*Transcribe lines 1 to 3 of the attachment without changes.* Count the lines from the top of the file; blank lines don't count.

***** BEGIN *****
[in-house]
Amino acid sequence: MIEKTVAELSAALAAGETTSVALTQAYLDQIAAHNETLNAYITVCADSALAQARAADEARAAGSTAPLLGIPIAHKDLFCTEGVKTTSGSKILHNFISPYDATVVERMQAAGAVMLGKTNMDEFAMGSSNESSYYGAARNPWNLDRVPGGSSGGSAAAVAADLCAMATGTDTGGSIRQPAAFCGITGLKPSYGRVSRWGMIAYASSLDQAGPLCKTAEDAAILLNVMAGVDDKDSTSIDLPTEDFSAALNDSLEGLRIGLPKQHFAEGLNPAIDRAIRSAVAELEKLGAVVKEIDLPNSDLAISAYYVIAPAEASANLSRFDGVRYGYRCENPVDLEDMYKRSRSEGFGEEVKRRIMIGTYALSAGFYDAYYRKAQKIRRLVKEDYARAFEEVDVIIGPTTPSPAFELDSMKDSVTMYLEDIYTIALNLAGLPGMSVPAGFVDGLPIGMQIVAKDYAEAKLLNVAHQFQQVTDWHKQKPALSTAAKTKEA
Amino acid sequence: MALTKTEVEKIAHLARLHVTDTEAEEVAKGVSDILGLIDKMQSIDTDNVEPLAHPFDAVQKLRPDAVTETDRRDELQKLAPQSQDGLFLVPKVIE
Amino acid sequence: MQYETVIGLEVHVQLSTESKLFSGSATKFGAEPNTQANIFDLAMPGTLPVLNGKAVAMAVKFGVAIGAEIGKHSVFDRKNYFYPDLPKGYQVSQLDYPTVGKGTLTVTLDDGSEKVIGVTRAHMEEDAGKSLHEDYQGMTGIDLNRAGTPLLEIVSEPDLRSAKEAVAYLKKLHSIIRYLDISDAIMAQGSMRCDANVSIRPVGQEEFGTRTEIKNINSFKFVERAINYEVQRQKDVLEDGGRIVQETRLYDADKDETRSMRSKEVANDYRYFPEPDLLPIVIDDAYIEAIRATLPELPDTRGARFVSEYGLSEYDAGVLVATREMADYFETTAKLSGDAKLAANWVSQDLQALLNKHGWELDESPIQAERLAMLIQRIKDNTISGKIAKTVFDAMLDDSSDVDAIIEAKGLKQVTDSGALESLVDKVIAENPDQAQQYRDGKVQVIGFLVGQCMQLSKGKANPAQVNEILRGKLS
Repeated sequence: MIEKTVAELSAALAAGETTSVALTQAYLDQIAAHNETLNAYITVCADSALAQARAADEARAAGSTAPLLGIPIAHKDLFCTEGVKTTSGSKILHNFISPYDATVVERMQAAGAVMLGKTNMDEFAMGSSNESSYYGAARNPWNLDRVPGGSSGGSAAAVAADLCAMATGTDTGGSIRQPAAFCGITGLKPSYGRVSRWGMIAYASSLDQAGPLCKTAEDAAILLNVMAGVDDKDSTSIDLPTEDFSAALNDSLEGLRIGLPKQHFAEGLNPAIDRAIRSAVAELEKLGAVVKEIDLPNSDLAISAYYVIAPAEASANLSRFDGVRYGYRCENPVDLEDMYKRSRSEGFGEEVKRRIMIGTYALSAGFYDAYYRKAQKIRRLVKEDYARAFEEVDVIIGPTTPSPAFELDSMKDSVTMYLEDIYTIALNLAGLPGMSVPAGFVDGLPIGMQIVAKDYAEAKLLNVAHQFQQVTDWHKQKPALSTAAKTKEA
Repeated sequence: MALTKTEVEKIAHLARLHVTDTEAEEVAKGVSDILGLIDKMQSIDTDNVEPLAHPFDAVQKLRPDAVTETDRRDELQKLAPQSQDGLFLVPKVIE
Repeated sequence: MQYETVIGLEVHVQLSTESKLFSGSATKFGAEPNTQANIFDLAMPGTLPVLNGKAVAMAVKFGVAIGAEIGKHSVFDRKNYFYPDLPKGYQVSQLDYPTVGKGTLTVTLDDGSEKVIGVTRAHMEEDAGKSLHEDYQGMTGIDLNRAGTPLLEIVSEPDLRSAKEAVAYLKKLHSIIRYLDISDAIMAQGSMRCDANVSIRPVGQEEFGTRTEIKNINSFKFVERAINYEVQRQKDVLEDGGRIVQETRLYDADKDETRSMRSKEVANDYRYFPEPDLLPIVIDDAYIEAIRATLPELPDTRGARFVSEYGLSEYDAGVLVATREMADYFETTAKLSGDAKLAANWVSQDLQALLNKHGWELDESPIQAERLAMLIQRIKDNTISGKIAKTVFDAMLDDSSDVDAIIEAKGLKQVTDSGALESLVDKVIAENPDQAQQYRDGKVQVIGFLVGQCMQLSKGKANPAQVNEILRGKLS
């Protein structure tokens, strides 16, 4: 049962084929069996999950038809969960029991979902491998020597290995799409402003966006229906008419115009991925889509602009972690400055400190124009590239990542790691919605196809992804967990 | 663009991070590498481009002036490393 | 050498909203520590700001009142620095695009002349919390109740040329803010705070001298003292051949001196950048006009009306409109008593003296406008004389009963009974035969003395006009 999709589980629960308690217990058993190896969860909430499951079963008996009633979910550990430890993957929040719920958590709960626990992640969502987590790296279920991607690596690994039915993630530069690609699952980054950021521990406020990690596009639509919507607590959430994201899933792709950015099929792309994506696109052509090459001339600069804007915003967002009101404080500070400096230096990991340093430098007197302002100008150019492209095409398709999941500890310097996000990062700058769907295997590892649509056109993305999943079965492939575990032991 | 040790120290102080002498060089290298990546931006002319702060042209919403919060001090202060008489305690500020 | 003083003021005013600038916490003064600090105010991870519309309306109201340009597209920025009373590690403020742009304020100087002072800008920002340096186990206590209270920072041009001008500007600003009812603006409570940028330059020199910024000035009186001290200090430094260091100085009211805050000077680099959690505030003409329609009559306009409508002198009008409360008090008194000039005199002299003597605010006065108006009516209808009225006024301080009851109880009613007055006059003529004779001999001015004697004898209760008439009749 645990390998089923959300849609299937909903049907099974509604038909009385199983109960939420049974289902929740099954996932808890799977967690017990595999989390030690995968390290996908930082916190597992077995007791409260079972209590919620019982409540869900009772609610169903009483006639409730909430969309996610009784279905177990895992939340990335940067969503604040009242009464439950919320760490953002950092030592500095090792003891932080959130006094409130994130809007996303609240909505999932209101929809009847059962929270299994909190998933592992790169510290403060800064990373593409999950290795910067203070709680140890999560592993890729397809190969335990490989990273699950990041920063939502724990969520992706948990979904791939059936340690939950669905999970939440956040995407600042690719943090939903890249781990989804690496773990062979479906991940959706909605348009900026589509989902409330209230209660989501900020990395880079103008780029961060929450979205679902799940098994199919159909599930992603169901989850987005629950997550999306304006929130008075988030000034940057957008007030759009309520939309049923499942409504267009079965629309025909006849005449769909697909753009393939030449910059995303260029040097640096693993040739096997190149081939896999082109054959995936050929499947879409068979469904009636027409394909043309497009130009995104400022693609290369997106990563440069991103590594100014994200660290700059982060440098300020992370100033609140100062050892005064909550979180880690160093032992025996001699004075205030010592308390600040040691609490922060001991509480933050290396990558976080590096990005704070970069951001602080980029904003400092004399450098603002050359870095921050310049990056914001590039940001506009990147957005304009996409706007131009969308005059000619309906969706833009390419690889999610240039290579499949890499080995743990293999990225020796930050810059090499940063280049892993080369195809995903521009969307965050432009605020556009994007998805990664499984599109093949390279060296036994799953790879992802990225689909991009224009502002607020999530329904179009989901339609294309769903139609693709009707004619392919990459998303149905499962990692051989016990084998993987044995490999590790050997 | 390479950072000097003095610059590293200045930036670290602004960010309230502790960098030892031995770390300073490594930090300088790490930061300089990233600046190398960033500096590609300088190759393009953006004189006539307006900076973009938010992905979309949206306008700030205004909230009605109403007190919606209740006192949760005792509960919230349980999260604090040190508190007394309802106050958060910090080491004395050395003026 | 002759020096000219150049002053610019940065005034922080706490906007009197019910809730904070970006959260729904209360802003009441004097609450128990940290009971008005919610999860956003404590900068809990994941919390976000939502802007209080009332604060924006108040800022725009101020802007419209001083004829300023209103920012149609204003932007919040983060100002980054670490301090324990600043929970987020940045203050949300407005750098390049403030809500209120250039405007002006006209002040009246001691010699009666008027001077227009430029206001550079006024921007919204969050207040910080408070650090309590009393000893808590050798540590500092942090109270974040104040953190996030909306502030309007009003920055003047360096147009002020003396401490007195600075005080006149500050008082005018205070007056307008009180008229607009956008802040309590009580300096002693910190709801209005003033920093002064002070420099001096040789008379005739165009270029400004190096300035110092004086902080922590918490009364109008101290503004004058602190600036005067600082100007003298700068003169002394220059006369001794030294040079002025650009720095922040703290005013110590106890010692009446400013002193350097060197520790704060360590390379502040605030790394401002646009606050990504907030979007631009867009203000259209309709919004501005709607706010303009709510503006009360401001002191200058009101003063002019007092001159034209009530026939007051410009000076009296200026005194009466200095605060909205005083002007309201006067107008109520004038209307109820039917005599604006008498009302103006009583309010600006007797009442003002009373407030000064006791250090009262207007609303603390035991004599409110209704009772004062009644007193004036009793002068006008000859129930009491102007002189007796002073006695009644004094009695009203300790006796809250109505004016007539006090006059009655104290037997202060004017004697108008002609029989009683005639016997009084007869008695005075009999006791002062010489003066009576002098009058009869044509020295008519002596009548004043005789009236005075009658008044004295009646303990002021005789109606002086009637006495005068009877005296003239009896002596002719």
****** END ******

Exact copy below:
[in-house]
Amino acid sequence: MIEKTVAELSAALAAGETTSVALTQAYLDQIAAHNETLNAYITVCADSALAQARAADEARAAGSTAPLLGIPIAHKDLFCTEGVKTTSGSKILHNFISPYDATVVERMQAAGAVMLGKTNMDEFAMGSSNESSYYGAARNPWNLDRVPGGSSGGSAAAVAADLCAMATGTDTGGSIRQPAAFCGITGLKPSYGRVSRWGMIAYASSLDQAGPLCKTAEDAAILLNVMAGVDDKDSTSIDLPTEDFSAALNDSLEGLRIGLPKQHFAEGLNPAIDRAIRSAVAELEKLGAVVKEIDLPNSDLAISAYYVIAPAEASANLSRFDGVRYGYRCENPVDLEDMYKRSRSEGFGEEVKRRIMIGTYALSAGFYDAYYRKAQKIRRLVKEDYARAFEEVDVIIGPTTPSPAFELDSMKDSVTMYLEDIYTIALNLAGLPGMSVPAGFVDGLPIGMQIVAKDYAEAKLLNVAHQFQQVTDWHKQKPALSTAAKTKEA
Amino acid sequence: MALTKTEVEKIAHLARLHVTDTEAEEVAKGVSDILGLIDKMQSIDTDNVEPLAHPFDAVQKLRPDAVTETDRRDELQKLAPQSQDGLFLVPKVIE